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Objective Assessment, Optimistic Will

Joel M. Rosenberg

So I finally read the Unabomber’s Manifesto the other day, and it turns out he’s not a huge fan of technology. In fact, he believes that “if the revolutionaries have any other goal than the destruction of technology, they will be tempted to use technology as a tool for reaching that other goal.” Didn’t this guy use postal technology to deliver bomb technology to people who work in education technology in order to get published by news technology? “It would be hopeless for revolutionaries to try to attack the system without using SOME modern technology,” he acknowledges two paragraphs later in poetic irony.

I finally read Marshall McLuhan’s Understanding Media, and it turns out that modern or not, it’s pretty tough to avoid using SOME technology. Speech is technology, since it allows us to communicate our senses to one another. Letters and numbers are technology, since they let people record and transmit thoughts independent of time and space. Clocks and money are technology, since they set a baseline for how to value things. But we don’t usually think of technology this way. A definition of “technology” as “the practical application of science to commerce” is not designed to cover human advancement prior to the concepts of “science” or “commerce.”

Yet here we are at the Massachusetts Institute of Technology. We have a linguistics department which studies speech, yet we also train students extremely well in science and commerce, which is why MIT grads are sought after. So which technology, “new” or “old,” does Technology refer to? After 4 years here, my answer to the $120,000 Question is: Systems.

A system is a bunch of independent yet interrelated things that all work together. Linguistics is the system of languages and sounds, science is the system of accepted truths about the universe, and commerce is the system of buying and selling things. A car is a mechanical system whose gas-powered engine turns the wheels, a computer is an electrical system which regulates the flow of electricity to perform calculations, and a human is a biological system which converts food to usable energy and expels what it can’t use. Once you can break a system down into its independent components, you can see the problems that arise in their interactions, and then you can fix the problems. It’s not really hard, MIT just gives you lots of practice.

One of my favorite systems is the MIT housing system, comprised of over 40 independent dorms and living groups which until Scott Krueger’s death were not particularly “interrelated.” To fix this problem, MIT didn’t encourage more inter-house interaction, but instead recommended housing all freshmen on campus, primarily in a freshman dorm, which now threatens to displace other undergraduate and graduate communities. In a Boston Phoenix article last week about our housing system ( index.html/archive/features/99/05/27/ MIT.html), Ed Golaski ’99 said, “I never had any sense of class identity foisted on me before this year.” Perhaps if it were encouraged all along, class identity would be genuine. But it doesn’t necessarily have to be encouraged by radically altering the system to house all freshmen together.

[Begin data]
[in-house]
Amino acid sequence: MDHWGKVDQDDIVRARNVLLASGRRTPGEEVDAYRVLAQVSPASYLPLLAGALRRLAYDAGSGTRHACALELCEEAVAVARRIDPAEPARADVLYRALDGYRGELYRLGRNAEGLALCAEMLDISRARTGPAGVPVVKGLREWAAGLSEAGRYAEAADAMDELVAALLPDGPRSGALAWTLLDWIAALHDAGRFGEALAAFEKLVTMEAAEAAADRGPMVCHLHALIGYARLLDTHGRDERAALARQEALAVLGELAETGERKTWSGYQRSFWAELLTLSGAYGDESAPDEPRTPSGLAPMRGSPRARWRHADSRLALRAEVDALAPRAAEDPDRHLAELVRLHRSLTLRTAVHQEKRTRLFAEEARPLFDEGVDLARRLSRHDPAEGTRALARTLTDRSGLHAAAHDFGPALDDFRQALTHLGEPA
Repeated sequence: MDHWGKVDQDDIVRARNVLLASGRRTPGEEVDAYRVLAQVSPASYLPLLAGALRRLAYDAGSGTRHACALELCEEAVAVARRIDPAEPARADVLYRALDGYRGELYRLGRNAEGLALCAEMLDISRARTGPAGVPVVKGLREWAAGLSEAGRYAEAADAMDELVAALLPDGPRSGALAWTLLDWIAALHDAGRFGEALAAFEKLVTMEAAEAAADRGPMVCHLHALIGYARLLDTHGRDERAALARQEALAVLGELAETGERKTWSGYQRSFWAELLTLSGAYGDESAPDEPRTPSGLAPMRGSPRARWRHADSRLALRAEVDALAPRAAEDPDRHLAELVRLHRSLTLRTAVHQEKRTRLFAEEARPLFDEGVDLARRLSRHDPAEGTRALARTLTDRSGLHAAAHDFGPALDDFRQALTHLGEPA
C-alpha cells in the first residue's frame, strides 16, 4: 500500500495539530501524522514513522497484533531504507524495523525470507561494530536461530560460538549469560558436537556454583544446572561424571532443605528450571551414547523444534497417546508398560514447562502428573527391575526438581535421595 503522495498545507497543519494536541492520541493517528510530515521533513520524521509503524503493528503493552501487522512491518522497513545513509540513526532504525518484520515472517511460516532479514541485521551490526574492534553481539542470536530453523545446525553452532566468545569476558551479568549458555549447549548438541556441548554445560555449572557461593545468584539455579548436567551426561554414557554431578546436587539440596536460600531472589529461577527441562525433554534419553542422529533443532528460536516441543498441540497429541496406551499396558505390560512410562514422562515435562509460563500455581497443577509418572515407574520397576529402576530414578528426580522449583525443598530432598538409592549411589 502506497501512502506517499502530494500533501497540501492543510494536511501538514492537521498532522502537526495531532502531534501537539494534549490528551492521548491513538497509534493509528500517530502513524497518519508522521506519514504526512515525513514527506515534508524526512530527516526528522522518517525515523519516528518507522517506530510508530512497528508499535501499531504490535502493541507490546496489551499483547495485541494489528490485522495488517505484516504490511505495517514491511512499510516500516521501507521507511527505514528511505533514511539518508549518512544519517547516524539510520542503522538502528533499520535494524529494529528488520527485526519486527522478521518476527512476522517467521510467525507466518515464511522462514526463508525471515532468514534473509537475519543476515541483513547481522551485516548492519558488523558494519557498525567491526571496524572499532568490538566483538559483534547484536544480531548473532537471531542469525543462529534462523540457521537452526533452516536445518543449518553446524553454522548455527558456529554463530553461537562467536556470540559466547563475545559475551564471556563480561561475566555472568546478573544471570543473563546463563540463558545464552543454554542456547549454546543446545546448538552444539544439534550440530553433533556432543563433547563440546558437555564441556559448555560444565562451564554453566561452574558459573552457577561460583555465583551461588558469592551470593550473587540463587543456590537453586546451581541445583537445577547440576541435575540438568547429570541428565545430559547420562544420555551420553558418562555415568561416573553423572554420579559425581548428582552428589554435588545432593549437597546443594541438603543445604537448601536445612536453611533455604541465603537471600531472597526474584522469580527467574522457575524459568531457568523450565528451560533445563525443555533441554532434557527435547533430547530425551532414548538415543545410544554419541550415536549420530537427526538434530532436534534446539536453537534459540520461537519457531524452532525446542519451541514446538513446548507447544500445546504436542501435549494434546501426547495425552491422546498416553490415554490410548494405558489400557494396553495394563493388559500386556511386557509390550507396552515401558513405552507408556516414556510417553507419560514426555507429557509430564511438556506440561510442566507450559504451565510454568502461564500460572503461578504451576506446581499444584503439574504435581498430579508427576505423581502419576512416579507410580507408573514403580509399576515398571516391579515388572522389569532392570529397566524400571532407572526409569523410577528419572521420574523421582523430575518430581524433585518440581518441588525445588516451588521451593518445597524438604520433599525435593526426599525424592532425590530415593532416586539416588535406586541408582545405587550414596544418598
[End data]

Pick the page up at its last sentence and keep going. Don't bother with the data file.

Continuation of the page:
Another system I have become interested in is the government, which everyone seems to hate. Amusing, considering half of those governed don’t even register for the option to fix it, and half of those that do don’t option that option. One need not look very far to see many broken parts in that system, and where some engineering mentality could easily fix things up.

Finally, let’s look at the Unabomber’s industrial-technological system, which he claims has destabilized society, made life unfulfilling, and threatens to deprive people of dignity and autonomy. It would appear his Manifesto is as scared a cry against a Brave New World as that of the Georgia student who shot six classmates a month after the Littleton shootings and then broke down. They’re right -- it’s a scary world we live in. That doesn’t give them the right to kill other people, though. Nor does it mean we should scrap this system and revert back to primitive life. We know what has happened before, but we don’t know what will happen next -- there’s no point going backwards.

The graduating seniors have each been given a green ribbon to wear in support of a Graduation Pledge of Social and Environmental Responsibility, which reads, “I pledge to explore and take into account the social and environmental consequences of any job I consider or any organization for which I work.” I think that this Graduation Pledge should be an Incoming Freshman Pledge, and should read, “I pledge to understand as fully as possible the social and environmental effects of any system I am a part of, voluntarily or not, in order to know how I can influence those effects.” This school generates some pretty good thinkers. Might as well get them asking the right questions early.

“Why not nurture objective assessment coupled with optimistic will, rather than subjective assessment coupled to pessimistic will?” This quote, from Michael Albert ’69, has helped fill my glass. Albert, expelled for “disruption and insolence” while Undergraduate Association President here, understands that systems, no matter how big or small, are created by humans, and can be changed by them as well. My fraternity pledge trainer once told me, “Make your own traditions.” As far as I can tell, that is the MIT way.

Scientists, while perhaps not the most socially responsible people, are the most rational, and must rationally be in favor of continuing the human experiment as long as possible. Bombs and spaceships do the same thing in different systems, but one’s a better long-term plan.

Maybe that’s what Technology’s all about.